Smartphones are quickly becoming the global standard for mobile phones and it’s easy to feel as though you’ll be left behind if you don’t buy, say, the iPhone 4.
This short guide will bring you up-to-date with smartphones, steering you through everything you need to know about smartphone features and costs.
Smartphones, as the name suggests, are smart phones – an evolution of basic mobiles that simply handled telephone calls and text messages.
The term doesn’t have a universally agreed definition and, confusingly, manufacturers often market even the most basic mobile phones as smartphones in attempt to jazz-up their devices.
However, most true smartphones share several basic characteristics: wireless internet support, touchscreens, instant connection into your email account, sat-nav style navigation features and downloadable applications.
The most iconic smartphone is Apple’s iPhone. It first appeared in 2007 and several variations have since launched, the most recent being the iPhone 4 (read our iPhone 4 review).
Rival manufacturers including Nokia, HTC, LG and Sony Ericsson have all since launched their own smartphone models (read more smartphone reviews).
All smartphones rely on an operating system (OS) to function, just like computers rely on Windows. Various smartphone OS exist already, but the most common are Apple’s iPhone OS and Android.
Android was created by search engine giant Google and is used by several smartphone manufacturers, particularly Taiwan-based HTC.
Manufacturers periodically release free smartphone OS updates that aim to fix any operating bugs. Updates may also add extra features to your smartphone, such as support for other languages.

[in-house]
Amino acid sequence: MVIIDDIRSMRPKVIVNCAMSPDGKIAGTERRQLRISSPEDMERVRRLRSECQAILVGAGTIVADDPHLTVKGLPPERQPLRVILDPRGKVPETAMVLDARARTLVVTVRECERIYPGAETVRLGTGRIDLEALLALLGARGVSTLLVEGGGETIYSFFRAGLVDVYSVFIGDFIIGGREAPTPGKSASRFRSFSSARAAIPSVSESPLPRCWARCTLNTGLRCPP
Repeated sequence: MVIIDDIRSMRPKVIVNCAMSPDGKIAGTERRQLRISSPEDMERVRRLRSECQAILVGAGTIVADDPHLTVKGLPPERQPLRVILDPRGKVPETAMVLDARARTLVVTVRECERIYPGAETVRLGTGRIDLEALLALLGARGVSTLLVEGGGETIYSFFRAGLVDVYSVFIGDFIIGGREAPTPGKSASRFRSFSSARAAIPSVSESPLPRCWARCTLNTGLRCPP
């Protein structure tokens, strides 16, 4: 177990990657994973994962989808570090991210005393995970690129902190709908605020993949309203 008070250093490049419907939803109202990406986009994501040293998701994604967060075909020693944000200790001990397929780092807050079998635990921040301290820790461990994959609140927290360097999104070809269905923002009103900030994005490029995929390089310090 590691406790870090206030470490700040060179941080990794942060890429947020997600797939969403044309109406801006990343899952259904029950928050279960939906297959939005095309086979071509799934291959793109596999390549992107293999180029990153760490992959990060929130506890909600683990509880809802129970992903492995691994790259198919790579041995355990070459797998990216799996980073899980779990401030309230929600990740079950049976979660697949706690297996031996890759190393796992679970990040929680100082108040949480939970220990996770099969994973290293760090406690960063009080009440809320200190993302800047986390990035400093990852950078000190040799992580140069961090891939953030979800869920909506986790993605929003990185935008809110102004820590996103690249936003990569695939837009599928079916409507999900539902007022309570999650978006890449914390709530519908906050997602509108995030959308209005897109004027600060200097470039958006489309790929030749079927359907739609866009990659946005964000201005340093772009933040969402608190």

You don’t need to plug a cable into your smartphone to access the internet because the devices are designed for wireless web access, whether you’re at home or walking down the street.
If you have a wi-fi connection set-up at home then you can connect your smartphone to it. Pages load at the same speed they would on your PC.
Smartphones can also access 3G mobile networks – a feature known as mobile web – to give you near-PC speed web access while, say, sat in a coffee shop or airport.
Network operators usually give smartphones away for free when you sign an airtime package, such as £20 per month for 24 months. You may have to pay a one-off fee for the very latest smartphone.
Most operators will cap your smartphone’s mobile data download limit, perhaps to 1GB per month. Make sure you compare smartphone packages offering unlimited mobile web to ensure you don’t rack-up unexpected costs while surfing over a 3G connection.
Pay-as-you-go (PAYG) smartphones are available, though upfront phone and mobile data costs can be high. Accessing the web from your smartphone over a wi-fi connection is one way to avoid expensive 3G costs PAYG.
|Galaxy S3 Mini(white)|
Applications tend to be referred to as apps. These downloadable programs let you add new features to your smartphone to keep the device up-to-date and interesting.
Apps are downloaded from virtual stores – the iPhone’s is called the App Store – accessed directly from your smartphone. Apps are available for almost anything, for example, some already exist for magnifying the text on your smartphone’s display, others for checking stock market prices and even one for ordering takeaway pizza.
The most common app categories are: games, entertainment, social networking, music, travel, sports, news, finance, weather and books.
Some apps are free and others carry a charge. Prices range from 50p to well over £100, so be careful what you click on.
Smartphones are like cars because manufacturers create different models to cater for different tastes and uses.
Comparing the technical specifications of several smartphones you like the look of is a good way to analyse which models have which features. As a general rule, every smartphone should feature: